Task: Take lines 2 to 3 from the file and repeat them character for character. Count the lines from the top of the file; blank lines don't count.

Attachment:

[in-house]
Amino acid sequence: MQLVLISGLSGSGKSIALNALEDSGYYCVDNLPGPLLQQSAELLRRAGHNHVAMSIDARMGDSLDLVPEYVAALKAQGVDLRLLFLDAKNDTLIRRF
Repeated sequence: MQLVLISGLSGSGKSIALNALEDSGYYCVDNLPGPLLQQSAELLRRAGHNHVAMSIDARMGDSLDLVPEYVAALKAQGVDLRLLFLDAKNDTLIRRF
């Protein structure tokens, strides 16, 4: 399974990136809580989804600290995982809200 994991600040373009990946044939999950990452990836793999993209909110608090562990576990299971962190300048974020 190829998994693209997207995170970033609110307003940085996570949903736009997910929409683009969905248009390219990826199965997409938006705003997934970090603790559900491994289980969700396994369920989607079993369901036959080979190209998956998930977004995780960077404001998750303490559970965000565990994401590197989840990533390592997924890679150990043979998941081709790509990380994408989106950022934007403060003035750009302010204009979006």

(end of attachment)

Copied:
Amino acid sequence: MQLVLISGLSGSGKSIALNALEDSGYYCVDNLPGPLLQQSAELLRRAGHNHVAMSIDARMGDSLDLVPEYVAALKAQGVDLRLLFLDAKNDTLIRRF
Repeated sequence: MQLVLISGLSGSGKSIALNALEDSGYYCVDNLPGPLLQQSAELLRRAGHNHVAMSIDARMGDSLDLVPEYVAALKAQGVDLRLLFLDAKNDTLIRRF